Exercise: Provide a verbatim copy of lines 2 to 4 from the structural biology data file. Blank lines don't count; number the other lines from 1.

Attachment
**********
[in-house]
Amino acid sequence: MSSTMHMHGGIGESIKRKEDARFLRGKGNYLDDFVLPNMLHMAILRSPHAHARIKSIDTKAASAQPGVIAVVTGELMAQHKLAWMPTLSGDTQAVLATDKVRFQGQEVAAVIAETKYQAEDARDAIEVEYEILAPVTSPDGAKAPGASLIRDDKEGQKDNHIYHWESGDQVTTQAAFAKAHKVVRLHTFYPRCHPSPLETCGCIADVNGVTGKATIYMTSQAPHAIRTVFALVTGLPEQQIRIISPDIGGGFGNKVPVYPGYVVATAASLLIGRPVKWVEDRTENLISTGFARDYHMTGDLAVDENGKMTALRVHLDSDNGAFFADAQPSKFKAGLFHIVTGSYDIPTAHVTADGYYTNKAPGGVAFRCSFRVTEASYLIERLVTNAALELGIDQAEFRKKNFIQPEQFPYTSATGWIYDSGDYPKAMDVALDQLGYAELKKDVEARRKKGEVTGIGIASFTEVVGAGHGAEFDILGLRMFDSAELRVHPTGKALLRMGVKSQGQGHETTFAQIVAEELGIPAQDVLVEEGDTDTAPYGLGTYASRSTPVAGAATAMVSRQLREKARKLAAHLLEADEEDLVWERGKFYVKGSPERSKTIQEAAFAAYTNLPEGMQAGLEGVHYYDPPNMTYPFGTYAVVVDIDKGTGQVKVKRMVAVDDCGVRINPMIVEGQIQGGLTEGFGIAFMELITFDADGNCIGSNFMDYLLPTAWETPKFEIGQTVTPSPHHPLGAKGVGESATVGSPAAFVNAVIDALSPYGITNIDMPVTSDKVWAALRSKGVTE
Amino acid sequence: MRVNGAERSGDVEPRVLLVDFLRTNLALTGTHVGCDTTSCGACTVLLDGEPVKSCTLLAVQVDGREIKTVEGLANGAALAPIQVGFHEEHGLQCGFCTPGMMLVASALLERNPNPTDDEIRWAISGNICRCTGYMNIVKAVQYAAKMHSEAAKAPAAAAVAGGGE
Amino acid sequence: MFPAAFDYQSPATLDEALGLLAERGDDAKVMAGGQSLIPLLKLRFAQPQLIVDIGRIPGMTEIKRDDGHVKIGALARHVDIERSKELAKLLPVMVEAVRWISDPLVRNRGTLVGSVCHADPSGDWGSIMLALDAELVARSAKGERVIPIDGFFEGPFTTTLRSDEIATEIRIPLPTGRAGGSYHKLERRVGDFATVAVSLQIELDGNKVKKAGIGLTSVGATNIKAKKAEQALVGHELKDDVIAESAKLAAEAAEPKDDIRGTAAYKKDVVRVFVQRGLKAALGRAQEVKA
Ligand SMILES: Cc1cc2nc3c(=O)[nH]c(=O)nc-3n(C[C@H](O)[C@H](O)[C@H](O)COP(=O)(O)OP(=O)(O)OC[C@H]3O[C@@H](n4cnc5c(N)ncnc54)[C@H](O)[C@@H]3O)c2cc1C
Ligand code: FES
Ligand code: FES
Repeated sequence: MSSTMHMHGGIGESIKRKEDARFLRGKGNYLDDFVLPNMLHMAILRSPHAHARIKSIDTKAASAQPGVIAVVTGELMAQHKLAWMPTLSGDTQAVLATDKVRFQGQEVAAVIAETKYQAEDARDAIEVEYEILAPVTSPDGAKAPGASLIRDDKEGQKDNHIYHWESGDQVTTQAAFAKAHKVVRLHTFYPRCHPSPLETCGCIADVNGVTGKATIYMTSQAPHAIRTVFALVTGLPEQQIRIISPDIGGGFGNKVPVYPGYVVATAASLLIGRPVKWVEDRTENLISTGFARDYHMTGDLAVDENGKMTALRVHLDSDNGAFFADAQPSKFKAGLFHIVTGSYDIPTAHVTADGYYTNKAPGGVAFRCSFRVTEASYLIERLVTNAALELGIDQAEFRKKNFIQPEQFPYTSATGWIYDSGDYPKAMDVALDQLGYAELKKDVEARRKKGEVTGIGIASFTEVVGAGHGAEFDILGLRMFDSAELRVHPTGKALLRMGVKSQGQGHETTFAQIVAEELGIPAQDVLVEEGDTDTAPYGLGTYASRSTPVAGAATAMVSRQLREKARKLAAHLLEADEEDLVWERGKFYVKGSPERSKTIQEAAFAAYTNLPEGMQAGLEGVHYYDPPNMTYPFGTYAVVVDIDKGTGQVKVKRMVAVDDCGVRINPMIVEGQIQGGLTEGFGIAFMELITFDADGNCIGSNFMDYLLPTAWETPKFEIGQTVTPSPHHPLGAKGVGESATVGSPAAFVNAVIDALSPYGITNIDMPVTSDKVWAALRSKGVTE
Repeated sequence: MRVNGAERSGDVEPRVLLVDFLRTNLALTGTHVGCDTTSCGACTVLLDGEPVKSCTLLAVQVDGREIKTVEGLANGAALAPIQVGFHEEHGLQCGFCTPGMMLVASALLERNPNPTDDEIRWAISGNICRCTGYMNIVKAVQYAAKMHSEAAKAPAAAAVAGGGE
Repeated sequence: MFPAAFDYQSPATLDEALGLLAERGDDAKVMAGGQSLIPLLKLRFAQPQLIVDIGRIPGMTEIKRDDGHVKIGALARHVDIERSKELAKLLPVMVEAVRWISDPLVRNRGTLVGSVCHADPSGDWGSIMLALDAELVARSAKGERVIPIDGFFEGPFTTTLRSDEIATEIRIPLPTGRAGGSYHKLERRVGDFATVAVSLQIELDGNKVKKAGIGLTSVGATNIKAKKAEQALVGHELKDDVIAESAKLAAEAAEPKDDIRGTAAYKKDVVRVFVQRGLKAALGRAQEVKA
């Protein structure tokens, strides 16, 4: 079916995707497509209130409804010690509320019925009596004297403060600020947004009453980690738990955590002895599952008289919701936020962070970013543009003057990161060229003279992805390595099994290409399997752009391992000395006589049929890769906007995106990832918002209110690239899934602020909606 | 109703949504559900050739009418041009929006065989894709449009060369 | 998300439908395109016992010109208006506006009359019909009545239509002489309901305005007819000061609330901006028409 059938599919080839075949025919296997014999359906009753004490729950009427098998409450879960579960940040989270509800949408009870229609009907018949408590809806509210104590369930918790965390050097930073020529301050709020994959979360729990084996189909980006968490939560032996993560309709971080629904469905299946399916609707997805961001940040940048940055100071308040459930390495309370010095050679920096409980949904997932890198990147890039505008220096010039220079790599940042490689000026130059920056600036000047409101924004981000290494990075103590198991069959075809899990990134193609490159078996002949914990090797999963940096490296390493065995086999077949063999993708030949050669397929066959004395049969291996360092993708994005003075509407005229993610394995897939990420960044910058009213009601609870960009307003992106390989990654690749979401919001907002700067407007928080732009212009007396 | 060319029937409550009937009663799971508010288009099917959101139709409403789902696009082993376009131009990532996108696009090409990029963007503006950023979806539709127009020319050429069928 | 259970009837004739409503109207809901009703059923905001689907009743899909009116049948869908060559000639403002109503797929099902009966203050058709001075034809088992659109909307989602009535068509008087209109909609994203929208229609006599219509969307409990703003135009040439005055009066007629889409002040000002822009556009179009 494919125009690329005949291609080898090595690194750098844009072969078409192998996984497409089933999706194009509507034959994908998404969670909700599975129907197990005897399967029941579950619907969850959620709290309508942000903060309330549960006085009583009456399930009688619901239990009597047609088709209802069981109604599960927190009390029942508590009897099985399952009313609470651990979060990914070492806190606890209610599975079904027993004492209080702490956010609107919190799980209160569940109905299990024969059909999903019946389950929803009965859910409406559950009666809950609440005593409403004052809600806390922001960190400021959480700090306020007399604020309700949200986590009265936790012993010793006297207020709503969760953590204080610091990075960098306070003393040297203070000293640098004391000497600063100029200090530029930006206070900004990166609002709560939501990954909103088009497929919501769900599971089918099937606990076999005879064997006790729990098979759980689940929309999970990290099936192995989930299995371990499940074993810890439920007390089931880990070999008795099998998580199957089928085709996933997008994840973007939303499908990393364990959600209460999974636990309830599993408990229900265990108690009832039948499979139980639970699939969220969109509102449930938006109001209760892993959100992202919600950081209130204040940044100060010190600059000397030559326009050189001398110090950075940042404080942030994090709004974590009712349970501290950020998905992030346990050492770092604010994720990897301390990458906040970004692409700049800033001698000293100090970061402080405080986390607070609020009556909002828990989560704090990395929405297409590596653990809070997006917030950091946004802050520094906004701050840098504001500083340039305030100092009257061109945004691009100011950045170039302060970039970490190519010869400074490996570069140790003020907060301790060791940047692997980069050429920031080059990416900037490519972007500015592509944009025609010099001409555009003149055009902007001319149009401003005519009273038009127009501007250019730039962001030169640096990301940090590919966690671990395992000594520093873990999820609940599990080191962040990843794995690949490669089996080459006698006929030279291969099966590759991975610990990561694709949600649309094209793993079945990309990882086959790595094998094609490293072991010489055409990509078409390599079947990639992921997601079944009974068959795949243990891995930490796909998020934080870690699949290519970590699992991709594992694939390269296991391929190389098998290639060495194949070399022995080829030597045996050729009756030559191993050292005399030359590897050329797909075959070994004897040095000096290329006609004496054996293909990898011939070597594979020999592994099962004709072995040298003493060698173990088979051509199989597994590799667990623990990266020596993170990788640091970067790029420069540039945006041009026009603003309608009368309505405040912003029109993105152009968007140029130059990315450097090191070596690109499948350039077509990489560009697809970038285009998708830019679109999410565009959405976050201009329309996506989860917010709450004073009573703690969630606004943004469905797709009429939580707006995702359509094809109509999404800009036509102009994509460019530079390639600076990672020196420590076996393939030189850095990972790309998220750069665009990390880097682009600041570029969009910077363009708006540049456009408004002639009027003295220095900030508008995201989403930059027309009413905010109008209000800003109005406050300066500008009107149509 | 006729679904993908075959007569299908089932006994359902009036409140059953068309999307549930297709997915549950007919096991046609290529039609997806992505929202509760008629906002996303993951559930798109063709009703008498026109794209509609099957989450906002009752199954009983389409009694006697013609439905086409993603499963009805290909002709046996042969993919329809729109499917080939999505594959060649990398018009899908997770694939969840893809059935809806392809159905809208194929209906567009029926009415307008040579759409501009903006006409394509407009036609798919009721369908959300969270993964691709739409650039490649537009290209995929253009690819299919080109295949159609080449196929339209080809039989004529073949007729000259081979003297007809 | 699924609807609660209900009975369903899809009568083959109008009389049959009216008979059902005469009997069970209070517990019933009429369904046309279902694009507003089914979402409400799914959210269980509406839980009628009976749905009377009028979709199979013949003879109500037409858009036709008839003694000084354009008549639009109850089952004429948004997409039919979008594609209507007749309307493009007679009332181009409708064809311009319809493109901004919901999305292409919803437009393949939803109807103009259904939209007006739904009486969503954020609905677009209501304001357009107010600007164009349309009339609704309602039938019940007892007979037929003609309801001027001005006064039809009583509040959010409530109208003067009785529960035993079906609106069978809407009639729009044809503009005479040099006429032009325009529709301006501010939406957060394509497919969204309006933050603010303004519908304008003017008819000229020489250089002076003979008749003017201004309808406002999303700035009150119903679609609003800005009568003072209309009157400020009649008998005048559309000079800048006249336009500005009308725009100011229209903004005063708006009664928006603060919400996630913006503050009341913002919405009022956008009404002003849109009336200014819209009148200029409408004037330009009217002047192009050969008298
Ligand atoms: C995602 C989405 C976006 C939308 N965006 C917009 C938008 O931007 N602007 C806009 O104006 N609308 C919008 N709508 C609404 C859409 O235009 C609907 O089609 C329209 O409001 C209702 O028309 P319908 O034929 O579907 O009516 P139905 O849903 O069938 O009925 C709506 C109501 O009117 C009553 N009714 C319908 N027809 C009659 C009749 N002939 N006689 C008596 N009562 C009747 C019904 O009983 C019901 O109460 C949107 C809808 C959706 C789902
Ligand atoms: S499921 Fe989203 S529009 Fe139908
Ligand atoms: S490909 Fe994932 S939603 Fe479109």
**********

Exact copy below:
Amino acid sequence: MSSTMHMHGGIGESIKRKEDARFLRGKGNYLDDFVLPNMLHMAILRSPHAHARIKSIDTKAASAQPGVIAVVTGELMAQHKLAWMPTLSGDTQAVLATDKVRFQGQEVAAVIAETKYQAEDARDAIEVEYEILAPVTSPDGAKAPGASLIRDDKEGQKDNHIYHWESGDQVTTQAAFAKAHKVVRLHTFYPRCHPSPLETCGCIADVNGVTGKATIYMTSQAPHAIRTVFALVTGLPEQQIRIISPDIGGGFGNKVPVYPGYVVATAASLLIGRPVKWVEDRTENLISTGFARDYHMTGDLAVDENGKMTALRVHLDSDNGAFFADAQPSKFKAGLFHIVTGSYDIPTAHVTADGYYTNKAPGGVAFRCSFRVTEASYLIERLVTNAALELGIDQAEFRKKNFIQPEQFPYTSATGWIYDSGDYPKAMDVALDQLGYAELKKDVEARRKKGEVTGIGIASFTEVVGAGHGAEFDILGLRMFDSAELRVHPTGKALLRMGVKSQGQGHETTFAQIVAEELGIPAQDVLVEEGDTDTAPYGLGTYASRSTPVAGAATAMVSRQLREKARKLAAHLLEADEEDLVWERGKFYVKGSPERSKTIQEAAFAAYTNLPEGMQAGLEGVHYYDPPNMTYPFGTYAVVVDIDKGTGQVKVKRMVAVDDCGVRINPMIVEGQIQGGLTEGFGIAFMELITFDADGNCIGSNFMDYLLPTAWETPKFEIGQTVTPSPHHPLGAKGVGESATVGSPAAFVNAVIDALSPYGITNIDMPVTSDKVWAALRSKGVTE
Amino acid sequence: MRVNGAERSGDVEPRVLLVDFLRTNLALTGTHVGCDTTSCGACTVLLDGEPVKSCTLLAVQVDGREIKTVEGLANGAALAPIQVGFHEEHGLQCGFCTPGMMLVASALLERNPNPTDDEIRWAISGNICRCTGYMNIVKAVQYAAKMHSEAAKAPAAAAVAGGGE
Amino acid sequence: MFPAAFDYQSPATLDEALGLLAERGDDAKVMAGGQSLIPLLKLRFAQPQLIVDIGRIPGMTEIKRDDGHVKIGALARHVDIERSKELAKLLPVMVEAVRWISDPLVRNRGTLVGSVCHADPSGDWGSIMLALDAELVARSAKGERVIPIDGFFEGPFTTTLRSDEIATEIRIPLPTGRAGGSYHKLERRVGDFATVAVSLQIELDGNKVKKAGIGLTSVGATNIKAKKAEQALVGHELKDDVIAESAKLAAEAAEPKDDIRGTAAYKKDVVRVFVQRGLKAALGRAQEVKA